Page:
[...] the real origin and essence of the hypnotic condition, is the induction of a habit of abstraction or mental concentration, in which, as in reverie or spontaneous abstraction, the powers of the mind are so much engrossed with a single idea or train of thought, as, for the nonce, to render the individual unconscious of, or indifferently conscious to, all other ideas, impressions, or trains of thought. The hypnotic sleep, therefore, is the very antithesis or opposite mental and physical condition to that which precedes and accompanies common sleep [...] [7]


Braid therefore defined hypnotism as a state of mental concentration which often led to a form of progressive relaxation termed "nervous sleep". Later, in his The Physiology of Fascination (1855), Braid conceded that his original terminology was misleading, and argued that the term "hypnotism" or "nervous sleep" should be reserved for the minority (10%) of subjects who exhibited amnesia, substituting the term "monoideism", meaning concentration upon a single idea, as a description for the more alert state experienced by the others.

A modern account of hypnosis, derived from academic psychology, was provided in 2005, when the Society for Psychological Hypnosis, Division 30 of the American Psychological Association (APA), published the following formal definition,

The American Psychological Association's Definition of Hypnosis
Hypnosis typically involves an introduction to the procedure during which the subject is told that suggestions for imaginative experiences will be presented. The hypnotic induction is an extended initial suggestion for using one's imagination, and may contain further elaborations of the introduction. A hypnotic procedure is used to encourage and evaluate responses to suggestions. When using hypnosis, one person (the subject) is guided by another (the hypnotist) to respond to suggestions for changes in subjective experience, alterations in perception, sensation, emotion, thought or behavior. Persons can also learn self-hypnosis, which is the act of administering hypnotic procedures on one's own. If the subject responds to hypnotic suggestions, it is generally inferred that hypnosis has been induced. Many believe that hypnotic responses and experiences are characteristic of a hypnotic state. While some think that it is not necessary to use the word "hypnosis" as part of the hypnotic induction, others view it as essential.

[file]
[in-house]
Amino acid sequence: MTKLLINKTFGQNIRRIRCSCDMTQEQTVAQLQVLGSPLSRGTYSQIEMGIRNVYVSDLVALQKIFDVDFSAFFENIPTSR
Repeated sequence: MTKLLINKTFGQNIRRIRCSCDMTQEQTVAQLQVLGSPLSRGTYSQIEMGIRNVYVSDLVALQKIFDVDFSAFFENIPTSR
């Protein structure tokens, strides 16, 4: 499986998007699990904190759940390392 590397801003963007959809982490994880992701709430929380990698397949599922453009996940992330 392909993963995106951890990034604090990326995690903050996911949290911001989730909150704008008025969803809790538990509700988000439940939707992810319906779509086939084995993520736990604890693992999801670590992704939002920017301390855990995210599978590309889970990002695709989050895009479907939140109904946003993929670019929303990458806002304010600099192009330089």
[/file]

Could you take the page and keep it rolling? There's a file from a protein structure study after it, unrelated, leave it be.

Details of hypnotic procedures and suggestions will differ depending on the goals of the practitioner and the purposes of the clinical or research endeavor. Procedures traditionally involve suggestions to relax, though relaxation is not necessary for hypnosis and a wide variety of suggestions can be used including those to become more alert. Suggestions that permit the extent of hypnosis to be assessed by comparing responses to standardized scales can be used in both clinical and research settings. While the majority of individuals are responsive to at least some suggestions, scores on standardized scales range from high to negligible.[8]


InductionEdit

Hypnosis is normally preceded by a "hypnotic induction" technique. Traditionally this was interpreted as a method of putting the subject into a "hypnotic trance", however subsequent "nonstate" theorists have viewed it differently, as a means of heightening client expectation, defining their role, focusing attention, etc. There are an enormous variety of different induction techniques used in hypnotism. However, by far the most influential method was the original "eye-fixation" technique of Braid, also known as "Braidism". Many variations of the eye-fixation approach exist, including the induction used in the Stanford Hypnotic Susceptibility Scale (SHSS), the most widely-used research tool in the field of hypnotism. Braid's original description of his induction is as follows,